COMPARING HUMAN RESPIRATORY STRUCTURES TO THOSE OF OTHER VERTEBRATES

In humans, a bony palate separates the nasal cavity from the oral cavity and this insures that humans can continue breathing even while eating. Nasal conchae cause turbulence in air to warm and humidify the air and causes microbes and debris to get caught in mucus lining the nasal cavity. Air then passes through the pharynx (nasopharynx, oropharynx, and laringopharynx) before passing through the larynx. Vocal cords are located in the larynx as is the epiglottis which closes over the opening to the larynx as we swallow.

Human models

human palatehuman

Lungfish and turtle

lungfishturtle

cat

catcat

sheep and turtle

sheepmonkey

Air passes from the larynx into the trachea which divides into bronchi.

Turtle

turtle

alligator

sheep and cat

sheepcat

monkey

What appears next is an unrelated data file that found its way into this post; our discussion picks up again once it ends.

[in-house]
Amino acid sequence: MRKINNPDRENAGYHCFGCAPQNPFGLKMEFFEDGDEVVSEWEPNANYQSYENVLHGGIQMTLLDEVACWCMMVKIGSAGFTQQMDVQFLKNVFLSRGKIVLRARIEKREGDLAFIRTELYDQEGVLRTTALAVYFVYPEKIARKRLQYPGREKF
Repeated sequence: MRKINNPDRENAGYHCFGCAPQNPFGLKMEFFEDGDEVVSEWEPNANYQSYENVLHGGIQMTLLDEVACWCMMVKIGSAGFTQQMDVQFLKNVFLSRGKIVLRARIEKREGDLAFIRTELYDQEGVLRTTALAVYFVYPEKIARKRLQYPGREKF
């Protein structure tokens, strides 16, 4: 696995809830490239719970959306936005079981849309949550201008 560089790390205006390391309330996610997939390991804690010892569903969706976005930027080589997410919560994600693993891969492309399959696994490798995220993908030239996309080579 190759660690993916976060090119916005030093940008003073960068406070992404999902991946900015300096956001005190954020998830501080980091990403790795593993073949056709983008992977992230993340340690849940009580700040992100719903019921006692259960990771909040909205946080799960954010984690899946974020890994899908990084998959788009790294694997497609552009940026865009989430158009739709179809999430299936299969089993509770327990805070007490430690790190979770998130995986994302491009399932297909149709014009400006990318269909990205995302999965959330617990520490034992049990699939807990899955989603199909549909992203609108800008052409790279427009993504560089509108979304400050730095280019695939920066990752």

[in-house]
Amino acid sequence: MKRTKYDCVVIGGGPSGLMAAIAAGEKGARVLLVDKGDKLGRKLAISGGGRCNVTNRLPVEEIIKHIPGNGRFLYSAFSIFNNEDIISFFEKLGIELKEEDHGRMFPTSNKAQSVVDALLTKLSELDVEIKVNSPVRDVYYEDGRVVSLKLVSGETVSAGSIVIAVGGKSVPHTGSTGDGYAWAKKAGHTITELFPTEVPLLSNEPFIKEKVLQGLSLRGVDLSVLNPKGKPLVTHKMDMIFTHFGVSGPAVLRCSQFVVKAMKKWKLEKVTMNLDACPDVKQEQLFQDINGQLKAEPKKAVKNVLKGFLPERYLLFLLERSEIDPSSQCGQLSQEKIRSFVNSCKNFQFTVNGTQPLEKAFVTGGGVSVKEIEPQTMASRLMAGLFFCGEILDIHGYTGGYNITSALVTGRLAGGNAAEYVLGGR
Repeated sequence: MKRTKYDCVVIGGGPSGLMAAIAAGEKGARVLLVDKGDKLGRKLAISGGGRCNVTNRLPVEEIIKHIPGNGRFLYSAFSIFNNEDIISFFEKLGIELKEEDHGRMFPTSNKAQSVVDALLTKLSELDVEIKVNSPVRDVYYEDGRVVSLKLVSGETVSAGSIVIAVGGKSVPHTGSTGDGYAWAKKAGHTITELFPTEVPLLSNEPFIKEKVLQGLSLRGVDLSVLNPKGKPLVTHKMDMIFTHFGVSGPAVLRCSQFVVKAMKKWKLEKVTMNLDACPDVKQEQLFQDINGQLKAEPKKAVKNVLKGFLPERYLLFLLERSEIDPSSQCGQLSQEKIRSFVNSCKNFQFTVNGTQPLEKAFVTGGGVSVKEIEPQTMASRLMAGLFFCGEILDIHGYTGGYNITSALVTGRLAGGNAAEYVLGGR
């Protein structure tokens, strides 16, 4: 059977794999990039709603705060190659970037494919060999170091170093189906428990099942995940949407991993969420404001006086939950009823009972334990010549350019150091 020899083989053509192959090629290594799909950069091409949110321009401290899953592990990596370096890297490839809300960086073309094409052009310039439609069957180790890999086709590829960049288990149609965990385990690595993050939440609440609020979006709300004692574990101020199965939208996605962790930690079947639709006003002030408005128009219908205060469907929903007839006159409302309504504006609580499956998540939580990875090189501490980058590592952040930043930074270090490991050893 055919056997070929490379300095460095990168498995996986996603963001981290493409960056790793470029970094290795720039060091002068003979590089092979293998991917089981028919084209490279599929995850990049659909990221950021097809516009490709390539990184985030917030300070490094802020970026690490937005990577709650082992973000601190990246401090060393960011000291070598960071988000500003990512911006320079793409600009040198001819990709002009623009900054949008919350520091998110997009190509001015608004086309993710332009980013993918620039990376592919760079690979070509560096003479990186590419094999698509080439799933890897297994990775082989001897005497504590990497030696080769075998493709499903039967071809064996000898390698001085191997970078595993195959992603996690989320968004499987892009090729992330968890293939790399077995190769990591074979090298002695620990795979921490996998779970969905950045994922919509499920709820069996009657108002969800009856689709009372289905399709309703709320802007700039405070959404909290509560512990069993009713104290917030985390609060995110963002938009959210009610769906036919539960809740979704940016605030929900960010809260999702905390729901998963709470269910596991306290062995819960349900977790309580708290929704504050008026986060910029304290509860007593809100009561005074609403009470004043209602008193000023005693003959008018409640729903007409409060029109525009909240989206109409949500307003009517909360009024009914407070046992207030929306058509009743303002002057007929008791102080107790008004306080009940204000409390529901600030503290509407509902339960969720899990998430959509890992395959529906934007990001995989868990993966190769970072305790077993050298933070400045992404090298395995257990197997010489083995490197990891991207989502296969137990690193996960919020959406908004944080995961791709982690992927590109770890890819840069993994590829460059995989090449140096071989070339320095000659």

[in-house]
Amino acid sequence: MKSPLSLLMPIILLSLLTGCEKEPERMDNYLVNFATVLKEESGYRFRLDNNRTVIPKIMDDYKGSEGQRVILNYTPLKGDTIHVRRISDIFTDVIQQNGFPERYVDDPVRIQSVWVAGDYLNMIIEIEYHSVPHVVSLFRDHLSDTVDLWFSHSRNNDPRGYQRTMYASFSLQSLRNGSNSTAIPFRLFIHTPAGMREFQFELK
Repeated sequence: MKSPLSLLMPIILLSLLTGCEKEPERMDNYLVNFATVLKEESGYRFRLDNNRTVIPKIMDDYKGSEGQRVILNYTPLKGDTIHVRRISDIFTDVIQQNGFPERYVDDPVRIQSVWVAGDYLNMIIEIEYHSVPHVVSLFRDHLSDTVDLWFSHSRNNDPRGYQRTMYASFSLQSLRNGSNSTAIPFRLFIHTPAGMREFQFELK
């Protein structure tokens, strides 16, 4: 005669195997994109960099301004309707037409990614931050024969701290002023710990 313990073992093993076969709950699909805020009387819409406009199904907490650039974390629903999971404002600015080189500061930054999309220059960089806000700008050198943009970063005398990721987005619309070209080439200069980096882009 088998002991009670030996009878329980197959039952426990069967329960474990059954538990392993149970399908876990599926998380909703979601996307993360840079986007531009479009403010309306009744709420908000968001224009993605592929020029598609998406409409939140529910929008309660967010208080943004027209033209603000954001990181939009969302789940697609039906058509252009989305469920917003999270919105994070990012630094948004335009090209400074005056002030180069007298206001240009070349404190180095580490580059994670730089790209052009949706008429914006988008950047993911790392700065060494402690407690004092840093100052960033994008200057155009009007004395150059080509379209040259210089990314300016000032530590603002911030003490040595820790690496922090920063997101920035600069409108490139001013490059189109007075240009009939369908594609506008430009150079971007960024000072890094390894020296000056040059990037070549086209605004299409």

monkeymonkey

monkeymonkey

GILLS

Fish possess internal gills where they exchange oxygen between the water and their blood. Lungfish possess both lungs and gills (the gills of lungfish are depicted below; the lungs are depicted in the next page on lungs).

lungfish

Even though amniotes do not possess lungs, their embryos develop the pharyngeal arches (with branches of the aortic arches, cartilaginous bars, clefts between them, etc.) comparable to the pharyngeal arches in fish embryos which will develop into gills.

pig embryo

pig

WHAT SPECIFIC SIMILARITIES AND DIFFERENCES DID YOU NOTICE BETWEEN THE HUMAN STRUCTURES AND THOSE OF OTHER VERTEBRATES? HOW DO THESE STRUCTURAL SIMILARITIES/DIFFERENCES COMPARE TO SIMILARITIES/DIFFERENCES IN LIFESTYLE? WHAT MAKES HUMANS UNIQUE? WHAT RELATIONSHIPS BETWEEN ORGANISMS DO YOU FEEL ARE SUPPORTED BY YOUR COMPARISONS OF THEIR FEATURES? WHAT FEATURES DO YOU FEEL DEFINE A PARTICULAR GROUP?
LUNGS